„Life seems to be common even to plants, but we are seeking what is peculiar to man. Let us exclude, therefore, the life of nutrition and growth. Next there would be a life of perception, but it also seems to be common even to the horse, the ox, and every animal. There remains, then, an active life of the element that has a rational principle; of this, one part has such a principle in the sense of being obedient to one, the other in the sense of possessing one and exercising thought. And, as "life of the rational element" also has two meanings, we must state that life in the sense of activity is what we mean; for this seems to be the more proper sense of the term. Now if the function of man is an activity of soul which follows or implies a rational principle, and if we say "so-and-so" and "a good so-and-so" have a function which is the same in kind, e. g. a lyre, and a good lyre-player, and so without qualification in all cases, eminence in respect of goodness being added to the name of the function (for the function of a lyre-player is to play the lyre, and that of a good lyre-player is to do so well): if this is the case, and we state the function of man to be a certain kind of life, and this to be an activity or actions of the soul implying a rational principle, and the function of a good man to be the good and noble performance of these, and if any action is well performed when it is performed in accordance with the appropriate excellence: if this is the case, human good turns out to be activity of soul in accordance with virtue, and if there are more than one virtue, in accordance with the best and most complete.
But we must add "in a complete life."“

For one swallow does not make a summer, nor does one day; and so too one day, or a short time, does not make a man blessed and happy.
Book I, 1098a; §7 as translated by W. D. Ross
Variants:
One swallow does not a summer make.
As quoted in A History of Ancient Philosophy: From the Beginning to Augustine (1998) by Karsten Friis Johansen, p. 382
One swallow (they say) no Sommer doth make.
John Davies, in The Scourge of Folly (1611)
One swallow yet did never summer make.
As rendered by William Painter in Chaucer Newly Painted (1623)
One swallow does not make a spring, nor does one sunny day; similarly, one day or a short time does not make a man blessed and happy.
As translated in Philosophical Grounds of Rationality: Intentions, Categories, Ends (1988), by Richard E. Grandy and ‎Richard Warner, p. 483
Nicomachean Ethics

Adopted from Wikiquote. Last update June 3, 2021. History
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Aristotle216
Classical Greek philosopher, student of Plato and founder o… -384 - -321 BC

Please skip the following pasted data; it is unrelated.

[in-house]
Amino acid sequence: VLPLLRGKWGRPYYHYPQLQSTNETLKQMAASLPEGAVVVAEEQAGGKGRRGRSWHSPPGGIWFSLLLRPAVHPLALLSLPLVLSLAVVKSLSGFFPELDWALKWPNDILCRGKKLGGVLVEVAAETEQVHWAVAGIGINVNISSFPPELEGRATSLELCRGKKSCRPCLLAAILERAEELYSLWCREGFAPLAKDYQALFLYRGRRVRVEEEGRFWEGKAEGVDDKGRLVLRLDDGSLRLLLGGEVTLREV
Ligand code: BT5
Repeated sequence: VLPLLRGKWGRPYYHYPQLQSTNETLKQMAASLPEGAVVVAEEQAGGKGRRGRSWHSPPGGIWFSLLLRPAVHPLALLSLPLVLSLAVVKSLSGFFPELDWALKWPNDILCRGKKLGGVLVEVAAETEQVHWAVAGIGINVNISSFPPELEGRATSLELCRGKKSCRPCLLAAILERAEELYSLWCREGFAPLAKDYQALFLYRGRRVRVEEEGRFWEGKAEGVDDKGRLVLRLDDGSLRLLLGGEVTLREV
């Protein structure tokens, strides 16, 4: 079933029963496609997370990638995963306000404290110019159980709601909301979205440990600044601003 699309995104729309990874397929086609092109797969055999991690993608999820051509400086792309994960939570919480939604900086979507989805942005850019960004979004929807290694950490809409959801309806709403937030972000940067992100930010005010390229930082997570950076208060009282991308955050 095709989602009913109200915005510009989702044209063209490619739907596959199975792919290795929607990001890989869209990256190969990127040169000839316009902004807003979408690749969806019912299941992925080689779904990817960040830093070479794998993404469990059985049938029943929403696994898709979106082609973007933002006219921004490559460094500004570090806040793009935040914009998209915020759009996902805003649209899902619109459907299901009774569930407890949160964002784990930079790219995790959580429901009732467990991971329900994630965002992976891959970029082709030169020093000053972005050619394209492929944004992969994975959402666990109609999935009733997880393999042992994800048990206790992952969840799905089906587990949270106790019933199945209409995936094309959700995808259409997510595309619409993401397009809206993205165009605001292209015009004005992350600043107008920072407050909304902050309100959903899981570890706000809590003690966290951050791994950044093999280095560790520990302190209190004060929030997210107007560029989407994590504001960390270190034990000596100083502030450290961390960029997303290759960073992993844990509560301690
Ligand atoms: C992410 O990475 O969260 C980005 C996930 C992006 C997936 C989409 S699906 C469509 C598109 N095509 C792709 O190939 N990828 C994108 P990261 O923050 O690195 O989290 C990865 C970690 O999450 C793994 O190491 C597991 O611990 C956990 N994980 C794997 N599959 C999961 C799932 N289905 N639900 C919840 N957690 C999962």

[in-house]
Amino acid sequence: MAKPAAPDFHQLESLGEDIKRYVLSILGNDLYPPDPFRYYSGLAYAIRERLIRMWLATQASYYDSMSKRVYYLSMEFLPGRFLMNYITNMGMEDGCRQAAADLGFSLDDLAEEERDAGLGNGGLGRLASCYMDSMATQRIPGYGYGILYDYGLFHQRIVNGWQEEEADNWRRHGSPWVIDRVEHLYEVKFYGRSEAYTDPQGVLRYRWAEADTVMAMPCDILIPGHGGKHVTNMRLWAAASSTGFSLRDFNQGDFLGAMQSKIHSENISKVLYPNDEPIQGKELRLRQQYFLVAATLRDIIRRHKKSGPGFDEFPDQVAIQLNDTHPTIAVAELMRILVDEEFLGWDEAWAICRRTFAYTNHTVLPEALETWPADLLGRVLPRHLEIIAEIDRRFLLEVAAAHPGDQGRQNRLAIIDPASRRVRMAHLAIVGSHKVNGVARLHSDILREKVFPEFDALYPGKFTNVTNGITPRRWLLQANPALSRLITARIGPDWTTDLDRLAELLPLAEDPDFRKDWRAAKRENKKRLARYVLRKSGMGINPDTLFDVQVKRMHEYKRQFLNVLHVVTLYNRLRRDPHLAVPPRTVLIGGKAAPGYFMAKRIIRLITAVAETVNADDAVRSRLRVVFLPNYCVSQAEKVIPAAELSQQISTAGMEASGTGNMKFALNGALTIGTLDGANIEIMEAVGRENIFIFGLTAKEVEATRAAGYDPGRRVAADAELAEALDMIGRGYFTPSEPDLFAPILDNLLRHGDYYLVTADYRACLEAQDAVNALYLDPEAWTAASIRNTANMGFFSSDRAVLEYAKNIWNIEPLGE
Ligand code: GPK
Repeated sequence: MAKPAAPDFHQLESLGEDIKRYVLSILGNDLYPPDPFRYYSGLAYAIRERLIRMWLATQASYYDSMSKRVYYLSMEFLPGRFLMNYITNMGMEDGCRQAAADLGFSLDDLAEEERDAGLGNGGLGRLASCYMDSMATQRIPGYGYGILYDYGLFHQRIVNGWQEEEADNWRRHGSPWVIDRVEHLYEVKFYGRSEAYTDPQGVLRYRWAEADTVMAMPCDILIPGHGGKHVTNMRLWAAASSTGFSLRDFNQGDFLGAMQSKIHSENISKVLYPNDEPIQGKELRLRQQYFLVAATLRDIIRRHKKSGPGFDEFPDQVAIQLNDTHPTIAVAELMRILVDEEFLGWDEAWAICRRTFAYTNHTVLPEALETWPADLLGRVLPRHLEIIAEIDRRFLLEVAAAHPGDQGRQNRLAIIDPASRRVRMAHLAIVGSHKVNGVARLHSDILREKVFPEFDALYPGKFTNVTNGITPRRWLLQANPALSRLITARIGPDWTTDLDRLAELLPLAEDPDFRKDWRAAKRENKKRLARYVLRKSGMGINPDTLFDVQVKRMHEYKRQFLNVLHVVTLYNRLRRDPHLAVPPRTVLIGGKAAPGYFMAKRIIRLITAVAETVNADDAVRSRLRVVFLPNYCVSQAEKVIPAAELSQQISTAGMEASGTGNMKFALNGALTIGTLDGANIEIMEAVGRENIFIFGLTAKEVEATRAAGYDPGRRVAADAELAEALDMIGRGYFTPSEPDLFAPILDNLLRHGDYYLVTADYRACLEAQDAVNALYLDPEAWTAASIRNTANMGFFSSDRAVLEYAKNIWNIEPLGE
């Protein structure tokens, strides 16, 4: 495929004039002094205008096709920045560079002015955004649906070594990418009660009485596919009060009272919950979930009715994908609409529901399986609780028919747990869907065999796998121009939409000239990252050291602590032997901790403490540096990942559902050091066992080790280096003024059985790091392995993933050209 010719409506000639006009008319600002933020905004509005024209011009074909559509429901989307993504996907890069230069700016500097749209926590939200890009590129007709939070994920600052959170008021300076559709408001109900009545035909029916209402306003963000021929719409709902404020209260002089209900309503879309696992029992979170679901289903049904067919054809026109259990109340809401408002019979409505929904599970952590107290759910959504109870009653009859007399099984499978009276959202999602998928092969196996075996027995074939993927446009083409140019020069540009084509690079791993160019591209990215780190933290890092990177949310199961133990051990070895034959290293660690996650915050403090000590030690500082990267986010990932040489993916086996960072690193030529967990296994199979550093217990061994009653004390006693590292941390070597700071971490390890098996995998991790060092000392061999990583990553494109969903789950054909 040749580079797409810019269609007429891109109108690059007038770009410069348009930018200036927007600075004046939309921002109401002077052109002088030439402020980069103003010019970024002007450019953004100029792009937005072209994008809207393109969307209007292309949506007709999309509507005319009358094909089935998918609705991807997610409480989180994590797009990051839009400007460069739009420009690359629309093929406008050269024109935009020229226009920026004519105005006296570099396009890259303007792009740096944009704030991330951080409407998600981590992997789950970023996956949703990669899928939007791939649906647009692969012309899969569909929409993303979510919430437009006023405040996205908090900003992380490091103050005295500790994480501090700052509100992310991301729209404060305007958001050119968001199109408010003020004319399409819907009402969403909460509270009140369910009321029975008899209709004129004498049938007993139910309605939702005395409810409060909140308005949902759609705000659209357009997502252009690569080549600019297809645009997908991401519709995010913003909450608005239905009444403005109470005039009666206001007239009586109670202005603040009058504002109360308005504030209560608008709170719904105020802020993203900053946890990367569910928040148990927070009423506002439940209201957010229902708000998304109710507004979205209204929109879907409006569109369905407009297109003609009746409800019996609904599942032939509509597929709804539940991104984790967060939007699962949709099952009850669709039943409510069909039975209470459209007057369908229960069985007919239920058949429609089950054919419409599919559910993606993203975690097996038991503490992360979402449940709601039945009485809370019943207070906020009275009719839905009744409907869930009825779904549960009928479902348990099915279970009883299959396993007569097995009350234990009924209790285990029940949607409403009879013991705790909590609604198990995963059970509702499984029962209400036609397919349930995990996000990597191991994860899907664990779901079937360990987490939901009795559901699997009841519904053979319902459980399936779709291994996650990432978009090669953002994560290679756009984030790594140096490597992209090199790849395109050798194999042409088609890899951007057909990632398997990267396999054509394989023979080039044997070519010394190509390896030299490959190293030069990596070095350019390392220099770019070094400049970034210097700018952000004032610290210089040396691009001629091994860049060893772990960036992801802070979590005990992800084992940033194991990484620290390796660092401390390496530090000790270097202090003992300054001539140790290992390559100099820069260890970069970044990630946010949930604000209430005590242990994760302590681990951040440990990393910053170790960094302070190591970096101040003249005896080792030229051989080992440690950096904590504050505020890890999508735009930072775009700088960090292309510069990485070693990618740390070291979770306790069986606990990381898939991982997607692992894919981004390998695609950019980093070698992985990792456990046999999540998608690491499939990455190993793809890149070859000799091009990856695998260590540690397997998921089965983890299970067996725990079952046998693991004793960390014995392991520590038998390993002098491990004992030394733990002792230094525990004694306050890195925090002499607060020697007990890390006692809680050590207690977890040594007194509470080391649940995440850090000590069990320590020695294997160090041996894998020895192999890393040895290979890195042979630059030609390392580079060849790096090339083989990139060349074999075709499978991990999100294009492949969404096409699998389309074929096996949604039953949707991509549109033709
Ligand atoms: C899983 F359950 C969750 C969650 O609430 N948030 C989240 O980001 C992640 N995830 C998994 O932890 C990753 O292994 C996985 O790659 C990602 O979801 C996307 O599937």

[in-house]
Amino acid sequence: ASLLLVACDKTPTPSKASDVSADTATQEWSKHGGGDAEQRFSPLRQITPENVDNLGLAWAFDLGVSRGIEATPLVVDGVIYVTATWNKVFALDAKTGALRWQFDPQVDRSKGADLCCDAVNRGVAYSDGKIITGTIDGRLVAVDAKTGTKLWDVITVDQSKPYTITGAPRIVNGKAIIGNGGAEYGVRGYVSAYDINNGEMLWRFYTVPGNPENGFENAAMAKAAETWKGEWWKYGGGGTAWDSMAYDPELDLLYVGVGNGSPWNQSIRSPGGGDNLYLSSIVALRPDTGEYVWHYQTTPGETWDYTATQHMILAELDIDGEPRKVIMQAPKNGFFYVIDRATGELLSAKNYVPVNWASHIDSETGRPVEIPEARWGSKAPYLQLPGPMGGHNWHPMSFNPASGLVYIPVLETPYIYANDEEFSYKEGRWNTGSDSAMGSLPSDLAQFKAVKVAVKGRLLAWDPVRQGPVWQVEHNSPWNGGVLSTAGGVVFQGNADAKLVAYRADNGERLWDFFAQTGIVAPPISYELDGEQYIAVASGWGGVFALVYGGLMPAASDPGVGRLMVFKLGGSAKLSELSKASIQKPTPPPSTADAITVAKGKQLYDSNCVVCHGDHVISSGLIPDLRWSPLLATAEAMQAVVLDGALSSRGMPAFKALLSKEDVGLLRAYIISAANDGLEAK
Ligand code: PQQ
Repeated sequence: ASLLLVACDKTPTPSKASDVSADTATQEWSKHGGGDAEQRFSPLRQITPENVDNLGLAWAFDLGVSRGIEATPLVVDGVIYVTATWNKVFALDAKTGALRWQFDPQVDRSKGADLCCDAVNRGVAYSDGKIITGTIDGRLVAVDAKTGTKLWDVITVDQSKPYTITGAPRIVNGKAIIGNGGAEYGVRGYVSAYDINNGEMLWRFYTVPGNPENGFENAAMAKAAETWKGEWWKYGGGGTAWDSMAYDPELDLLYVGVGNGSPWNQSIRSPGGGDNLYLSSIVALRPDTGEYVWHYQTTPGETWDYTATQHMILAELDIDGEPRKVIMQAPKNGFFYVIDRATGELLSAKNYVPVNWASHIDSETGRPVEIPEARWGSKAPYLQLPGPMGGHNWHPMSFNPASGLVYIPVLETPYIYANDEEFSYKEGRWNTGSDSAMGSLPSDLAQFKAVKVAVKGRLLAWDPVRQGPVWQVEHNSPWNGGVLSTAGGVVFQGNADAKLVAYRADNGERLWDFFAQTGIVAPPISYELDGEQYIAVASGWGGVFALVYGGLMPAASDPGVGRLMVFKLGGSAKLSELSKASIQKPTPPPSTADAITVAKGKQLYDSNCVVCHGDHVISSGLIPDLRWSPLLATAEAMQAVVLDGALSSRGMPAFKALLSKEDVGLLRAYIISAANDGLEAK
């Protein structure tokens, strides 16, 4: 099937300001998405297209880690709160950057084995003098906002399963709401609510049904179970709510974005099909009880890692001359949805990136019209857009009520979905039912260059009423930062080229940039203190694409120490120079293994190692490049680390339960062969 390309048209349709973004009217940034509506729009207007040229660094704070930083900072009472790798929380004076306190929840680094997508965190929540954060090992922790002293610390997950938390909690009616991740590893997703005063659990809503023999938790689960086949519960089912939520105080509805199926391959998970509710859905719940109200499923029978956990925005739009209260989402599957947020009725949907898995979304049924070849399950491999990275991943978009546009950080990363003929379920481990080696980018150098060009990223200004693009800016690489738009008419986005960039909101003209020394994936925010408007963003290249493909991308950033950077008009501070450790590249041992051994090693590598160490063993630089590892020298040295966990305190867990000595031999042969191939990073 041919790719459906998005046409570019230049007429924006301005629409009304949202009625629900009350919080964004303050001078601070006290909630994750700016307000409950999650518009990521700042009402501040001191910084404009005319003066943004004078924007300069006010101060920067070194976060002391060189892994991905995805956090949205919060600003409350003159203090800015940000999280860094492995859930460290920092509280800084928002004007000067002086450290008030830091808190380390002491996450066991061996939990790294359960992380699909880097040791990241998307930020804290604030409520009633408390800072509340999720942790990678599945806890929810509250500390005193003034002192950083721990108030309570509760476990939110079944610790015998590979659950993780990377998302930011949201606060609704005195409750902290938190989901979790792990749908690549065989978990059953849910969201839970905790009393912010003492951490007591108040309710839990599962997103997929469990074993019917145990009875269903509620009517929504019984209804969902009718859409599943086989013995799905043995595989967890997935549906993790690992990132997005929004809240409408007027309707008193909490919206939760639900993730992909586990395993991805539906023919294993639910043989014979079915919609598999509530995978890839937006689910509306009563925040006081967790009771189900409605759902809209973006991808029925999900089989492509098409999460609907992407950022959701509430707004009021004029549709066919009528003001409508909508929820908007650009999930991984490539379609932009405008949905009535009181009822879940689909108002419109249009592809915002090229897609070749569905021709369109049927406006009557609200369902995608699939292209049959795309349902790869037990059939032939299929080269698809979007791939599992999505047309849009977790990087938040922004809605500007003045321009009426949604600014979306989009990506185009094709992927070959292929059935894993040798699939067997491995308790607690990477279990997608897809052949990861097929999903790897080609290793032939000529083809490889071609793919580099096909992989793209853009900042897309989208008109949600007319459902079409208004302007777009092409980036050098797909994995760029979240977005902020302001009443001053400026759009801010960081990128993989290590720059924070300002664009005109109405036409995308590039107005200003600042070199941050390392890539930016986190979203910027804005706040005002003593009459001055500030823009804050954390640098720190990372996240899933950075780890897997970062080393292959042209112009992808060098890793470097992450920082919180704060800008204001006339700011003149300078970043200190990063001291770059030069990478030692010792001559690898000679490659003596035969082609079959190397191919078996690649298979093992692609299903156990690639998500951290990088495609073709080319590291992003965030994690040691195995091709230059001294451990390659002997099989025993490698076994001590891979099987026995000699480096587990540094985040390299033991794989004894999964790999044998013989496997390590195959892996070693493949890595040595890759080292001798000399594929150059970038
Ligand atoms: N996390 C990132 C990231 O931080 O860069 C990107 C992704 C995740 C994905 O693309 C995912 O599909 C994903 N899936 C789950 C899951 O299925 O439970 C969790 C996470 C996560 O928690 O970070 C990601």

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„First, we must consider what soul is. It is, then, that by which the animate differs from the inanimate. The difference lies in motion, sensation, imagination, intelligence. Soul therefore, when irrational, is the life of sense and imagination; when rational, it is the life which controls sense and imagination and uses reason.“

—  Sallustius Roman philosopher and writer

VIII. On Mind and Soul, and that the latter is immortal.
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Context: First, we must consider what soul is. It is, then, that by which the animate differs from the inanimate. The difference lies in motion, sensation, imagination, intelligence. Soul therefore, when irrational, is the life of sense and imagination; when rational, it is the life which controls sense and imagination and uses reason. The irrational soul depends on the affections of the body; it feels desire and anger irrationally. The rational soul both, with the help of reason, despises the body, and, fighting against the irrational soul, produces either virtue or vice, according as it is victorious or defeated.

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„We are told that we are a pack of Socialists and faddists, and that common sense is on the side of the Unionist party. Well, for my part, I am for going in for all progressive legislation step by step. I do not believe in the short cuts. If Socialism means the abolition of private property, if it means the assumption of land and capital by the State, if it means an equal distribution of products of labour by the State, then I say that Socialism of that stamp, communism of that stamp, is against human nature, and no sensible man will have anything to say to it. But if it means a wise use of the forces of all for the good of each, if it means a legal protection of the weak against the strong, if it means the performance by public bodies of things which individuals cannot perform so well, or cannot perform at all, then the principles of Socialism have been admitted in almost the whole field of social activity already, and all we have to ask when any proposition is made for the further extension of those principles is whether the proposal is in itself a prudent, just, and proper means to the desired end, and whether it is calculated to do good, and more good than harm.“

—  John Morley, 1st Viscount Morley of Blackburn British Liberal statesman, writer and newspaper editor 1838 - 1923

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